Under the hood is where all the fun is, and this is also AMD’s big push in the territory that Intel had bossed all this while. Purely because of the lack of any genuine alternatives for buyers. This specific configuration runs the AMD Ryzen 5 4600H mobile processor with 8GB RAM. To be fair, I would have expected at least 16GB RAM, purely for extra headroom and futureproofing. Graphics are handled by the Nvidia GeForce GTX 1650Ti (4GB) and you get the combination of the 1TB hard drive and the much faster 256GB SSD—this is where Windows 10 resides, for best possible performance. These aren’t flagship-esque specs, but what the Lenovo Legion 5 manages to bring to the table is solid gaming performance without really having to compromise on refresh rate or resolution. This is true for the Forza Horizon 4 game in particular, which looks gorgeous with the very detailed landscape, but also doesn’t need you to turn down the resolution and quality settings. This will be largely true for a lot of other games as well, though a lot will depend on optimizations and patches.
It is hard to ignore that the Lenovo Legion 5 does heat up a bit during gaming, irrespective of the power settings. And the laptop does a lot to stay cool. Inside are two fans. Not any ordinary fans, but they apparently total up to 67 liquid-crystal polymer fan blades. This, including the 6 thermal sensors placed inside the Lenovo Legion 7i, are all a part of what Lenovo calls the CoolFront 2.0 cooling system.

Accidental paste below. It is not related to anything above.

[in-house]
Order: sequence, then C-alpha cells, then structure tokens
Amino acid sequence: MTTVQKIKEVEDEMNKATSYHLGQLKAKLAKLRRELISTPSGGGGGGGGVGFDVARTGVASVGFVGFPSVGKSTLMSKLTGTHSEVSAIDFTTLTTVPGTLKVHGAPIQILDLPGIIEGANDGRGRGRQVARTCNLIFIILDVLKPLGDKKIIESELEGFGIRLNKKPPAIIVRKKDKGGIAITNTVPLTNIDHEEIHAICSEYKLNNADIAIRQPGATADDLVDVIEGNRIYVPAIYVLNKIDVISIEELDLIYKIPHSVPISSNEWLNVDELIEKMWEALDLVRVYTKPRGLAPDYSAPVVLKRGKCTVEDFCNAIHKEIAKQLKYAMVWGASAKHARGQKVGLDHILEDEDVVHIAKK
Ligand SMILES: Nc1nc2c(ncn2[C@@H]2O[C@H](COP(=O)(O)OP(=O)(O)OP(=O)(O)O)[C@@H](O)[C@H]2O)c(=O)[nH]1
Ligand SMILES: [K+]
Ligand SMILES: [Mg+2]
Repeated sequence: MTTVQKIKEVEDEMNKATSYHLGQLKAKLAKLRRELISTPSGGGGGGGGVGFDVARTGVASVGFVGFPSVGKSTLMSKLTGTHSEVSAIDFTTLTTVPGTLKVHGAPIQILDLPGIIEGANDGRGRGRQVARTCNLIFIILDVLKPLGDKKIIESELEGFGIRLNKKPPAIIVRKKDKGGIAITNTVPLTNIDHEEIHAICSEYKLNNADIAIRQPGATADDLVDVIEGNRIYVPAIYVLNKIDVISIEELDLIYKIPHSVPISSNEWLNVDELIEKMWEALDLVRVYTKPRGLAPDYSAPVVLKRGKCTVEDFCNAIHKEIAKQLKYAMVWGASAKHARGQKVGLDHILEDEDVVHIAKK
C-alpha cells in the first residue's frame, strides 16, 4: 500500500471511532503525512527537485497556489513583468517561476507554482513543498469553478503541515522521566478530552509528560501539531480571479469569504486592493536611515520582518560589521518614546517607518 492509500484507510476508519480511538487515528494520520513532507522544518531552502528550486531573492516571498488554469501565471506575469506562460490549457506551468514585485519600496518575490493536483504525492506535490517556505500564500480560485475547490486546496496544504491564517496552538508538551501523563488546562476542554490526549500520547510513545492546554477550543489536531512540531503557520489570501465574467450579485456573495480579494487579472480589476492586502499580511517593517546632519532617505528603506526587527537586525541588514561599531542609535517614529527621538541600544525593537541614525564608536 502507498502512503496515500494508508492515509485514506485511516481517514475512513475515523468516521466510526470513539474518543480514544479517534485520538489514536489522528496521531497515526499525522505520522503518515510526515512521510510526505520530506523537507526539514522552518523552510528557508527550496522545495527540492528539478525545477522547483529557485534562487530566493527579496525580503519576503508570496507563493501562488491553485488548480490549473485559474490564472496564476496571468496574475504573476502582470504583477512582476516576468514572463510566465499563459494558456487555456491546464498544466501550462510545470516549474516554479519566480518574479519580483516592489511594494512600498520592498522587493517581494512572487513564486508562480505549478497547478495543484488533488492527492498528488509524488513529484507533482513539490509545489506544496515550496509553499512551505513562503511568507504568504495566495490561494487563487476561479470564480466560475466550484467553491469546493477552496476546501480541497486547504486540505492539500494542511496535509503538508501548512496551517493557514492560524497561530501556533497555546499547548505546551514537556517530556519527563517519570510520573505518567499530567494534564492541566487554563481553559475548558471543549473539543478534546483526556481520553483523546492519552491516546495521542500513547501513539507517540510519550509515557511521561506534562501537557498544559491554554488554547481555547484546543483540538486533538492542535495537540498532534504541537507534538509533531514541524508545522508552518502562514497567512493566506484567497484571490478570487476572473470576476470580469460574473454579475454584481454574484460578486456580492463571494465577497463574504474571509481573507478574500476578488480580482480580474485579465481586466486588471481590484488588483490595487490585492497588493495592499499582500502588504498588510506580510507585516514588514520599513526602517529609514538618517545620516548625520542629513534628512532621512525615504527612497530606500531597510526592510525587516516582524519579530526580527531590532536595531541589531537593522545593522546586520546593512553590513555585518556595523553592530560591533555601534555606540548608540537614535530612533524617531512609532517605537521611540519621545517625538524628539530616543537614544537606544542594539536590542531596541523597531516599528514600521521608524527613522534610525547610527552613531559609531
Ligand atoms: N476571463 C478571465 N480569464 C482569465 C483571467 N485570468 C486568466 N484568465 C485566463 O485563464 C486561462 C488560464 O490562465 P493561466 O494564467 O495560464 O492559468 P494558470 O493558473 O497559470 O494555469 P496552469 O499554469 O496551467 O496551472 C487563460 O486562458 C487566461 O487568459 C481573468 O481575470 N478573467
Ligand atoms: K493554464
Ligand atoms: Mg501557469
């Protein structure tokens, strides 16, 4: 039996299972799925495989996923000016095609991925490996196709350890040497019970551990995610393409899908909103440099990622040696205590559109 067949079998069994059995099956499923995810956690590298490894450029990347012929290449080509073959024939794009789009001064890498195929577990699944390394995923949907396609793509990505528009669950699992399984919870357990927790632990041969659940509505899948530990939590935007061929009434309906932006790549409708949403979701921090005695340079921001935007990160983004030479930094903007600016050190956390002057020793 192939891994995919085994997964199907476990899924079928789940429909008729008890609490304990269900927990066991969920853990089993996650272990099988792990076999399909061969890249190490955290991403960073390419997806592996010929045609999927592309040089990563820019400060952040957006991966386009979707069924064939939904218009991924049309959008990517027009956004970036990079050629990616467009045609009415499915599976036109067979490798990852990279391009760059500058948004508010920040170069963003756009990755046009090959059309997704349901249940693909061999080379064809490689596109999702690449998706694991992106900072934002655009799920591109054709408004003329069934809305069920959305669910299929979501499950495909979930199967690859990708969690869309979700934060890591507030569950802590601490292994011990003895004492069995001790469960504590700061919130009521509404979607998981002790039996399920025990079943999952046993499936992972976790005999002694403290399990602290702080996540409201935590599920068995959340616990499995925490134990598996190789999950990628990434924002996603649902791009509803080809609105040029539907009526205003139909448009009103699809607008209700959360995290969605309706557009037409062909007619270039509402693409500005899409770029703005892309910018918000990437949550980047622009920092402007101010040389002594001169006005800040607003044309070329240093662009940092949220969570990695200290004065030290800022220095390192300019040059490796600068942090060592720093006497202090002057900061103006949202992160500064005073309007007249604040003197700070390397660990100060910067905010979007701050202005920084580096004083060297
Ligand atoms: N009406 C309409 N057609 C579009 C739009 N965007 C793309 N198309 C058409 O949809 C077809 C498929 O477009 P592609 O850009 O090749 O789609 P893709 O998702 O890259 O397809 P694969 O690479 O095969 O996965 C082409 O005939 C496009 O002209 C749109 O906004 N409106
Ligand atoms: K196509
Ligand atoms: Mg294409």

I quite like the controls in the Lenovo Vantage app that lets you choose between Performance, Balanced and a Quiet Mode—this manages how much the CPU and GPU have to work, depending on the apps you are using at the time, in order to maintain the level of performance you have chosen. Neatly enough, irrespective of the mode you are in the rest of the time, the system can be set to switch to the high-performance mode as soon as a game starts to load. This does have a significant bearing on the overall experience. I noticed that even for simple enough tasks that include lots of Microsoft Edge tabs and some Microsoft Word docs open, the Lenovo Legion 5 still had fans whirring up at regular intervals—in the Balanced mode. However, switch to the Quiet mode, and things calm down significantly for that sort of work requirement. Load a game, and the mode switches instantly.
But why does it happen almost instantaneously, you may ask? The cooling system is proactive and not reactive. The longer the delay in aggressive cooling while gaming, the more the chances of temperatures peaking sooner and the inevitable throttling back of performance to protect the innards.